A warm-up act will normally dismiss the first polite round of applause from an audience and insist they can demonstrate more enthusiasm than that.

Many a time I’m the warm-up act on the boardroom stage. I may never manage to work the crowd into a frenzy, but at the very least I wake them from their slumber.

We did the research — in total, UK shareholders and the economy as a whole are missing out on an additional £47bn in pre-tax profit thanks to lack of gender diversity in the boardroom.

Read more: Lack of UK female bosses leads to £47bn profit gap

The evidence is clear: companies with more than 33 per cent female executives have a net profit margin more than 10 times greater than those companies with no women at this level. Isn’t that worth a cheer?

More women at the top means more profits. Sceptics suggest that this has nothing to do with women, but simply the fact that more profitable sectors tend to promote more women. But this pattern can be seen across all sectors and industries, irrespective of their profit margins.

Companies which succeed understand customer needs and have better risk management and higher collective intelligence. Research teams from Harvard, MIT, McKinsey and countless others studied these capabilities and characteristics and, in every instance, found higher scorings where women were involved in teams than when men worked alone.

It is a myth that women simply help other women. What is true is that, in the real world, women bosses get it. Female chief executives on average have ratios of 1:3 women on their executive committees, compared to male chief executives who have 1:5.

Gender is not the only metric of diversity, but it is a crucial one. And don’t forget that women make up 51 per cent of the population — so if companies want to improve diversity in other areas as well, from race to disability, increasing female representation can be part of that solution too.

You shouldn’t be surprised at this research. At the Pipeline we’ve been measuring diversity for five years now, and the results are always the same. We’ve worked with more than a thousand senior female executives and over a hundred organisations, and will continue to play our part transforming leadership in business — because without women at the top, a company is underperforming.

So the message for all business is: the evidence is there. You have a template to change for the better. Use your enthusiasm to draw on the talents of women, and you’ll be applauding yourself when your profits escalate and you have a more inclusive workplace drawing on the talents of all.

Nobody is asking companies to jump out of their seats, but female executives everywhere will happily take a sit-down ovation.

Friday, August 7, 2020

Cash is King – Practical tips to Improve Cash Flow

Cash Flow Management is a critical strategy for small business’ growth and survival. In these uncertain times, it is even more important.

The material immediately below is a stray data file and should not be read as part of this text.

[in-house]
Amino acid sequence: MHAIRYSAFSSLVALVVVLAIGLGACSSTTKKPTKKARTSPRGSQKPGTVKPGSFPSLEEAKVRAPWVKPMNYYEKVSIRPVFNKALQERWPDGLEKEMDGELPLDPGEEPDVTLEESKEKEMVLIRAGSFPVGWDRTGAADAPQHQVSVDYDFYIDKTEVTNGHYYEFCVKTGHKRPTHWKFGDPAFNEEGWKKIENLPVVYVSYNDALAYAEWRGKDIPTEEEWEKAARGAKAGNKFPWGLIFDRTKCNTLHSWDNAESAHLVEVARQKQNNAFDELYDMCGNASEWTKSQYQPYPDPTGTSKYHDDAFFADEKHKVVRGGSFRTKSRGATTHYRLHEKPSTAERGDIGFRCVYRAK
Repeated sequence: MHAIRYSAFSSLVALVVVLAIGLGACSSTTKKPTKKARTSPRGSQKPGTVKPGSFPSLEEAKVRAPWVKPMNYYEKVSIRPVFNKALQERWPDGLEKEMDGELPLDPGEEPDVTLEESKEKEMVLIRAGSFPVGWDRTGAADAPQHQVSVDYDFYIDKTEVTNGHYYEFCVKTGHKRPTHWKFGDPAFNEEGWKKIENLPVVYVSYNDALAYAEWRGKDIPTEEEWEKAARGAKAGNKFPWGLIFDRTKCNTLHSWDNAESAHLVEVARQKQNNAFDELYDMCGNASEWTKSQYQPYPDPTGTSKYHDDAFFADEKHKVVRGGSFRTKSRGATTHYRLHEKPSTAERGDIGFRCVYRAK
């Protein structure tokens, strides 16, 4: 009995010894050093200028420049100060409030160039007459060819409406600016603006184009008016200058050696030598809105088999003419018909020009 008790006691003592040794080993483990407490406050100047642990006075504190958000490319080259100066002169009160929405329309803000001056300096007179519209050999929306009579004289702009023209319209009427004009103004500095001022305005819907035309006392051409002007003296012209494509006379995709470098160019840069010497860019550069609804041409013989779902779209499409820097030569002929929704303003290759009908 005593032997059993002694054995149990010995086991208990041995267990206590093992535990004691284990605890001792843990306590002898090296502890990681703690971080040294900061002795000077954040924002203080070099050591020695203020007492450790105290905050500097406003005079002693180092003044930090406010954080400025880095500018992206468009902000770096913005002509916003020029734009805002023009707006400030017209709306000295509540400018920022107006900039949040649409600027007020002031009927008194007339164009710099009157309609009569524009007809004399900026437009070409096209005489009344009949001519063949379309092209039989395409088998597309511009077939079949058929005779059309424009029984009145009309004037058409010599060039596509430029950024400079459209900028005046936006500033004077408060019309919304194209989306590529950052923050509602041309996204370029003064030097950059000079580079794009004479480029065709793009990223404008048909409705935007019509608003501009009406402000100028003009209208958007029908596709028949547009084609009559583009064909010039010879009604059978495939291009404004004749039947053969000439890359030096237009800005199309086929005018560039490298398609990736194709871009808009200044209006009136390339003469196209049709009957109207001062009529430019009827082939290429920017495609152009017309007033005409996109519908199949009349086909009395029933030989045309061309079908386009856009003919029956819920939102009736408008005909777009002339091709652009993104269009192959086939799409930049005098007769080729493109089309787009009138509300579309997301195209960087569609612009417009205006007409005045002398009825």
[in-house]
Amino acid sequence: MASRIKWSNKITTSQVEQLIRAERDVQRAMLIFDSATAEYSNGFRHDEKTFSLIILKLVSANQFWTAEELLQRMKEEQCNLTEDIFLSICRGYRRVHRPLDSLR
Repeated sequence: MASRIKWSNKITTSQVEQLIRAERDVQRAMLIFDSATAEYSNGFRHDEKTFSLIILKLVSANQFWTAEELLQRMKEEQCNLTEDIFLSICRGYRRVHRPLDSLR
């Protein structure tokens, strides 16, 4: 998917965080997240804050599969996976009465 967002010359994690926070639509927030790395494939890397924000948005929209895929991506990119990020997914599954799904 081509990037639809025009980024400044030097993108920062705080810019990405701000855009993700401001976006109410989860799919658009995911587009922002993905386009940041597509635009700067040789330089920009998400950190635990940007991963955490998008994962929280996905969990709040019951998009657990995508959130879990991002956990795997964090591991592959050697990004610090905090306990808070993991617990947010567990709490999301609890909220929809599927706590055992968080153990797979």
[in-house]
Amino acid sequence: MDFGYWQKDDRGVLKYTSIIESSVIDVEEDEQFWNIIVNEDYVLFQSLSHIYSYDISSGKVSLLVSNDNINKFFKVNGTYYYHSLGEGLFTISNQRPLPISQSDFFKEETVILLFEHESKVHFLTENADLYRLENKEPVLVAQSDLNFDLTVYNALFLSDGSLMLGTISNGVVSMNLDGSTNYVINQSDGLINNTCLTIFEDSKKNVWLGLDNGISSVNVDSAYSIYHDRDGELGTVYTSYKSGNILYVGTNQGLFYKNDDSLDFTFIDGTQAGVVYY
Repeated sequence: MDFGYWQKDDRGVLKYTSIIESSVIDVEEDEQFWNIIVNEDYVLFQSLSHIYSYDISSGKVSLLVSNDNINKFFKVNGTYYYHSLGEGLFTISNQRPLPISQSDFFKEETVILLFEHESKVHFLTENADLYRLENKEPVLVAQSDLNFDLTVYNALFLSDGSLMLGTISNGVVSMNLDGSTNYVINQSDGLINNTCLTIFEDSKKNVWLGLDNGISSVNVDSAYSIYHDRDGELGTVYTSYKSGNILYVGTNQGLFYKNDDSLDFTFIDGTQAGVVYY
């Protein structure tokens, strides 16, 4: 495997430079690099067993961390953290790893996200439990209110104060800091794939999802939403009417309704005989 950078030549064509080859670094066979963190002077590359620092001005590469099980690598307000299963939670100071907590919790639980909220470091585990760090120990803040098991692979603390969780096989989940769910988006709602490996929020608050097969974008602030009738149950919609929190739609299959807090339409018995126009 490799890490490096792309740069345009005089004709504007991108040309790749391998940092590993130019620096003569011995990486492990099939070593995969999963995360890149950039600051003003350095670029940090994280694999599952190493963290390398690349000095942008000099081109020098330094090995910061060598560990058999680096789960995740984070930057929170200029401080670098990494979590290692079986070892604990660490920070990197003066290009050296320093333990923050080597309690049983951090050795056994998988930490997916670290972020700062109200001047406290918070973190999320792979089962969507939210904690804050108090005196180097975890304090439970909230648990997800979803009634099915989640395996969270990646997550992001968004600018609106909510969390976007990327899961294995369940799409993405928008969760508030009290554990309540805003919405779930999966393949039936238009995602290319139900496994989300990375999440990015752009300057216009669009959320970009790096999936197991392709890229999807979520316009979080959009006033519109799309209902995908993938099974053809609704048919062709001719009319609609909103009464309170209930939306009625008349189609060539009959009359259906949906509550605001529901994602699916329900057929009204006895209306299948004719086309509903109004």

Join us with Soledad Tanner of STC Financial & Business Consulting as we identify proven tactics to help your business achieve goals in a controlled and managed plan
. • Manage Accounts Receivable, Predicting Accounts Payable and Inventory
 • Learn Concrete examples to improve your Cash Flow – 
• Strengthen your leverage with banks and suppliers 

Please references this webinar for a free 15-minute consultation! Schedule your free session! Contact or call 346-227-2895.

HOUSTON USHCC / Chambers in Houston and Georgia

Soledad Tanner, Founder & CEO- STC Consulting, representing Frances Castaneda Dyess - President of @houstoneastendchamber shares valuable insights to help small businesses through the challenges caused by COVID-19.

 What are the challenges and needs of entrepreneurs and what tools and resources are available at the Chamber? #supportlatinobiz, #smallbizBigStory, United States Hispanic Chamber of Commerce (USHCC), Houston East End Chamber of Commerce and Latin American Chamber of Commerce of Georgia. 

STC Consulting a Business & Financial Management Consulting firm that helps improve the profit & productivity of businesses. Solutions are CFO on demand, Financial speaking & workshops for Corporations, Financial Management, Business Consulting, Financial Modeling, Financial Training, and Bookkeeping Services for Business Owners and Startups.

Watching the money: Tips to thrive – Covid19 edition

Join Soledad Tanner, Founder & CEO of STC Consulting, a Business & Financial Management Consulting firm navigate the choppy financial waters of COVID19.

The webinar is targeted to small businesses and professionals interested in maximizing their PROFIT & PRODUCTIVITY. You will learn how to manage your cashflow, organize your business to be more efficient, and leverage your revenue to grow within the COVID-19 environment. 

Please references this webinar for a free 15-minute consultation! Schedule your free session! Contact or call 346-227-2895.

Food Industry Recovery Program - Baker Ripley & Hope Clinic/STC Consulting

Soledad Tanner – Founder & CEO - STC Consulting will be a financial expert guest speaker at Baker Ripley and HOPE Clinic – Food industry recovery program for small business owners. This is an online series mixed with one-on-one coaching and presented in Spanish. This program is aimed at owners or partners of small businesses related to the food industry. 

The objective of the "Food Industry Recovery Program" is to rebuild businesses that have been impacted by COVID-19. They will learn about sustainable financial business models in the food industry, the importance of building out a strategic plan for recovery, and improve focus and business mindset in order to pivot their business. 

STC Consulting is a Business & Financial Management Consulting firm that helps improve the profit & productivity of businesses. Services are CFO on demand for Corporations, Financial Management, Business Consulting and Financial Training for Business Owners and Startup Boost for Startups